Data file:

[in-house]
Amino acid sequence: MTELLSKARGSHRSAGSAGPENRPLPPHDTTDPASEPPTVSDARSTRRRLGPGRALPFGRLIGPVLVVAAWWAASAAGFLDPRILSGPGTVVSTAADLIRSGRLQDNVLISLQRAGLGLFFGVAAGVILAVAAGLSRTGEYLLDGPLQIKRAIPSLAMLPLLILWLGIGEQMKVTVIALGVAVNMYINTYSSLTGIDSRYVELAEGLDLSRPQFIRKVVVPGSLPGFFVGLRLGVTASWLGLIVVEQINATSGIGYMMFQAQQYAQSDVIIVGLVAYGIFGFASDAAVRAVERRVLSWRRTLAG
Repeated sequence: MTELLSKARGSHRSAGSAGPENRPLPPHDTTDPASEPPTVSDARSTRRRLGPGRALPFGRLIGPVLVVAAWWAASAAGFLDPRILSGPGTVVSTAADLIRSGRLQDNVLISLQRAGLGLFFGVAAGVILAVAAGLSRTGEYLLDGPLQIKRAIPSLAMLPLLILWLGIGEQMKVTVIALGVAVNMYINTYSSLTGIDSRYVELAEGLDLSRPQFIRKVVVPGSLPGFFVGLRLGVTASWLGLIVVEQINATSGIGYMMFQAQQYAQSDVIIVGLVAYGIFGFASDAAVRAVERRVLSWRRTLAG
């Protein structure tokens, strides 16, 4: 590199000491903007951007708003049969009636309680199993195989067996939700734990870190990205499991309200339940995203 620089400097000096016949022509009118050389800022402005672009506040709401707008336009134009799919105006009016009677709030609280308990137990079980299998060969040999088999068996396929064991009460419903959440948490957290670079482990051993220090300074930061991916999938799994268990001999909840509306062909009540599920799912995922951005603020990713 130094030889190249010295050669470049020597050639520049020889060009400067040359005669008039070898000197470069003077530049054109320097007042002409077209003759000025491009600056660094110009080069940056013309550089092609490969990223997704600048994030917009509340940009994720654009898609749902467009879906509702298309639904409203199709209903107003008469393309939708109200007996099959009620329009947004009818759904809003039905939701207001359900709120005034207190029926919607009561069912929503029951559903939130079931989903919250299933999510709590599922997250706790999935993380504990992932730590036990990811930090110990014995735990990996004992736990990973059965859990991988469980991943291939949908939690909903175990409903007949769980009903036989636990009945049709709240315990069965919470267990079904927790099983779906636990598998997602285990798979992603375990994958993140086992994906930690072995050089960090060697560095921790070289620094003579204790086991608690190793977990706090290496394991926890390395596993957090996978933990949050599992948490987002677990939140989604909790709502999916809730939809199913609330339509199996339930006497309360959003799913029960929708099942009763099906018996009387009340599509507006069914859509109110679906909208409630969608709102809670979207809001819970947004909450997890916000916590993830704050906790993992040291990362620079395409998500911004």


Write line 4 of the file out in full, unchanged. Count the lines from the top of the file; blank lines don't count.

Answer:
């Protein structure tokens, strides 16, 4: 590199000491903007951007708003049969009636309680199993195989067996939700734990870190990205499991309200339940995203 620089400097000096016949022509009118050389800022402005672009506040709401707008336009134009799919105006009016009677709030609280308990137990079980299998060969040999088999068996396929064991009460419903959440948490957290670079482990051993220090300074930061991916999938799994268990001999909840509306062909009540599920799912995922951005603020990713 130094030889190249010295050669470049020597050639520049020889060009400067040359005669008039070898000197470069003077530049054109320097007042002409077209003759000025491009600056660094110009080069940056013309550089092609490969990223997704600048994030917009509340940009994720654009898609749902467009879906509702298309639904409203199709209903107003008469393309939708109200007996099959009620329009947004009818759904809003039905939701207001359900709120005034207190029926919607009561069912929503029951559903939130079931989903919250299933999510709590599922997250706790999935993380504990992932730590036990990811930090110990014995735990990996004992736990990973059965859990991988469980991943291939949908939690909903175990409903007949769980009903036989636990009945049709709240315990069965919470267990079904927790099983779906636990598998997602285990798979992603375990994958993140086992994906930690072995050089960090060697560095921790070289620094003579204790086991608690190793977990706090290496394991926890390395596993957090996978933990949050599992948490987002677990939140989604909790709502999916809730939809199913609330339509199996339930006497309360959003799913029960929708099942009763099906018996009387009340599509507006069914859509109110679906909208409630969608709102809670979207809001819970947004909450997890916000916590993830704050906790993992040291990362620079395409998500911004």